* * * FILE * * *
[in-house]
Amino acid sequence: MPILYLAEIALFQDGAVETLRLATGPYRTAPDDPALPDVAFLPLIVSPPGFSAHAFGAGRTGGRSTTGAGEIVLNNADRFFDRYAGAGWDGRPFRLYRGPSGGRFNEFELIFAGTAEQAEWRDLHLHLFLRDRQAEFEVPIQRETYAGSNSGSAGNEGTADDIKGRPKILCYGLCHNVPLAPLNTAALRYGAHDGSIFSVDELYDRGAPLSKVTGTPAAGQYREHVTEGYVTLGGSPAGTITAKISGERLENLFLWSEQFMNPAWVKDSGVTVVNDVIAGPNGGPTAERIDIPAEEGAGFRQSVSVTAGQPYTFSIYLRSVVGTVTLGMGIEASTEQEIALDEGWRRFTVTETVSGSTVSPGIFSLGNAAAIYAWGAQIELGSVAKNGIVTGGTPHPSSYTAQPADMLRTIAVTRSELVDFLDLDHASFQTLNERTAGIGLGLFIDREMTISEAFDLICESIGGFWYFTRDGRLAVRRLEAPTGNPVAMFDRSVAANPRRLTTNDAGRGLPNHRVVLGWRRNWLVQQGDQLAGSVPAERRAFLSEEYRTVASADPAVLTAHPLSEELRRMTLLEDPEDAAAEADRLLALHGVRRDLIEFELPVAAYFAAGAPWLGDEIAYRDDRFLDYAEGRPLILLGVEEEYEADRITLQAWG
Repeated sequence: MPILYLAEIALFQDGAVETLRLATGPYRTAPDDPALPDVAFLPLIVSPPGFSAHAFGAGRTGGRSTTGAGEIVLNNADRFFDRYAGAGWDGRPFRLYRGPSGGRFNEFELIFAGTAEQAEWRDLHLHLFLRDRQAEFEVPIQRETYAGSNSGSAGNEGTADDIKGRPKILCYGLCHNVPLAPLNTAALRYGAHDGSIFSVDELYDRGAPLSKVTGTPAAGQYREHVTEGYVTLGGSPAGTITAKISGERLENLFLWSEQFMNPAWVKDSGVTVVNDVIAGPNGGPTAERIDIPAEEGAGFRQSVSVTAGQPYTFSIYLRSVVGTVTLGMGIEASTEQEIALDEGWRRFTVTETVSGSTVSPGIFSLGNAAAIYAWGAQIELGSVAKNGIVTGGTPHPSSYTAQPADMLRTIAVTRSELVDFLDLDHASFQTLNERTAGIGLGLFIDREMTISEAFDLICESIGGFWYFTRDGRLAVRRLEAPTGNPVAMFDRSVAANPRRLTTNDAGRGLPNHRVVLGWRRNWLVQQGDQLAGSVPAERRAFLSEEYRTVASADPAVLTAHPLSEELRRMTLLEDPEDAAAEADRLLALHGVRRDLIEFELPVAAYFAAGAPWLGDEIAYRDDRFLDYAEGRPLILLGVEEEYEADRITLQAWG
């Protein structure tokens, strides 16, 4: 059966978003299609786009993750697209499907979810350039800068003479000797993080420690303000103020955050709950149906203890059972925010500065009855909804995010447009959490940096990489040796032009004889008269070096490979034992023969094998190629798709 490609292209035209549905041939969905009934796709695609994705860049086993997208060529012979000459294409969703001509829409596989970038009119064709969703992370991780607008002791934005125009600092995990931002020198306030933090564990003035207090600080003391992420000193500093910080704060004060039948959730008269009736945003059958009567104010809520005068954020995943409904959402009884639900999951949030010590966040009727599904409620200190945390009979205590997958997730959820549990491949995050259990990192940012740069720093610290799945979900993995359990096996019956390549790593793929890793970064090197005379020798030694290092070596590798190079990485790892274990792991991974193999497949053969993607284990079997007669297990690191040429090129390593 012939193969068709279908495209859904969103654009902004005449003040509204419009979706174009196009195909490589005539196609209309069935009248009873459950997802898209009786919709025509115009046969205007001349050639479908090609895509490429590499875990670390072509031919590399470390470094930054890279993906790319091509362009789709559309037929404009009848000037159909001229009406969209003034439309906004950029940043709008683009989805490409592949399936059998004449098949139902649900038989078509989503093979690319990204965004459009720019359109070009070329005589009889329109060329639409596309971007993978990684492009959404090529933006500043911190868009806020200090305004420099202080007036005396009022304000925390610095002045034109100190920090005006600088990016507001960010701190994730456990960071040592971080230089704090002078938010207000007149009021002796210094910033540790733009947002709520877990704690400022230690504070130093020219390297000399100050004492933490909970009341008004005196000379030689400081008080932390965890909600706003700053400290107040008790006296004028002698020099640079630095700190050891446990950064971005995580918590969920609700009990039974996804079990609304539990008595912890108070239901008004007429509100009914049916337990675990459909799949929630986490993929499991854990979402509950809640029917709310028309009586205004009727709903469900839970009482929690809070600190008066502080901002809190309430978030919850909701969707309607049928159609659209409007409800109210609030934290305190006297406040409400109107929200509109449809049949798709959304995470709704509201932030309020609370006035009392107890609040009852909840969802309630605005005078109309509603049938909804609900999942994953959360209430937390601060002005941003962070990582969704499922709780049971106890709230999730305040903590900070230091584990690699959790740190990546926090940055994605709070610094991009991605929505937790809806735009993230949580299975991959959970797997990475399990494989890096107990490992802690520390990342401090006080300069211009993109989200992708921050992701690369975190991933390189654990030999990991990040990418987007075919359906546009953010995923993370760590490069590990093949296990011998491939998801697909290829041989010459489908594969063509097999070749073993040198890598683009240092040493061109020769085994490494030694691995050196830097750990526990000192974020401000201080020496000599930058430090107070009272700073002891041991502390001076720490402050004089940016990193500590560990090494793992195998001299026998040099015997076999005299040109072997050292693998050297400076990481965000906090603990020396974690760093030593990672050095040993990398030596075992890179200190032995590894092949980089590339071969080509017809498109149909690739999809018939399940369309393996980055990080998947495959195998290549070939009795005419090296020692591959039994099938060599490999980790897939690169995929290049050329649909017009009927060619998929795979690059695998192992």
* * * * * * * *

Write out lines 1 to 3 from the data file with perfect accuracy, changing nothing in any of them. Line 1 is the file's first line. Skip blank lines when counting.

[in-house]
Amino acid sequence: MPILYLAEIALFQDGAVETLRLATGPYRTAPDDPALPDVAFLPLIVSPPGFSAHAFGAGRTGGRSTTGAGEIVLNNADRFFDRYAGAGWDGRPFRLYRGPSGGRFNEFELIFAGTAEQAEWRDLHLHLFLRDRQAEFEVPIQRETYAGSNSGSAGNEGTADDIKGRPKILCYGLCHNVPLAPLNTAALRYGAHDGSIFSVDELYDRGAPLSKVTGTPAAGQYREHVTEGYVTLGGSPAGTITAKISGERLENLFLWSEQFMNPAWVKDSGVTVVNDVIAGPNGGPTAERIDIPAEEGAGFRQSVSVTAGQPYTFSIYLRSVVGTVTLGMGIEASTEQEIALDEGWRRFTVTETVSGSTVSPGIFSLGNAAAIYAWGAQIELGSVAKNGIVTGGTPHPSSYTAQPADMLRTIAVTRSELVDFLDLDHASFQTLNERTAGIGLGLFIDREMTISEAFDLICESIGGFWYFTRDGRLAVRRLEAPTGNPVAMFDRSVAANPRRLTTNDAGRGLPNHRVVLGWRRNWLVQQGDQLAGSVPAERRAFLSEEYRTVASADPAVLTAHPLSEELRRMTLLEDPEDAAAEADRLLALHGVRRDLIEFELPVAAYFAAGAPWLGDEIAYRDDRFLDYAEGRPLILLGVEEEYEADRITLQAWG
Repeated sequence: MPILYLAEIALFQDGAVETLRLATGPYRTAPDDPALPDVAFLPLIVSPPGFSAHAFGAGRTGGRSTTGAGEIVLNNADRFFDRYAGAGWDGRPFRLYRGPSGGRFNEFELIFAGTAEQAEWRDLHLHLFLRDRQAEFEVPIQRETYAGSNSGSAGNEGTADDIKGRPKILCYGLCHNVPLAPLNTAALRYGAHDGSIFSVDELYDRGAPLSKVTGTPAAGQYREHVTEGYVTLGGSPAGTITAKISGERLENLFLWSEQFMNPAWVKDSGVTVVNDVIAGPNGGPTAERIDIPAEEGAGFRQSVSVTAGQPYTFSIYLRSVVGTVTLGMGIEASTEQEIALDEGWRRFTVTETVSGSTVSPGIFSLGNAAAIYAWGAQIELGSVAKNGIVTGGTPHPSSYTAQPADMLRTIAVTRSELVDFLDLDHASFQTLNERTAGIGLGLFIDREMTISEAFDLICESIGGFWYFTRDGRLAVRRLEAPTGNPVAMFDRSVAANPRRLTTNDAGRGLPNHRVVLGWRRNWLVQQGDQLAGSVPAERRAFLSEEYRTVASADPAVLTAHPLSEELRRMTLLEDPEDAAAEADRLLALHGVRRDLIEFELPVAAYFAAGAPWLGDEIAYRDDRFLDYAEGRPLILLGVEEEYEADRITLQAWG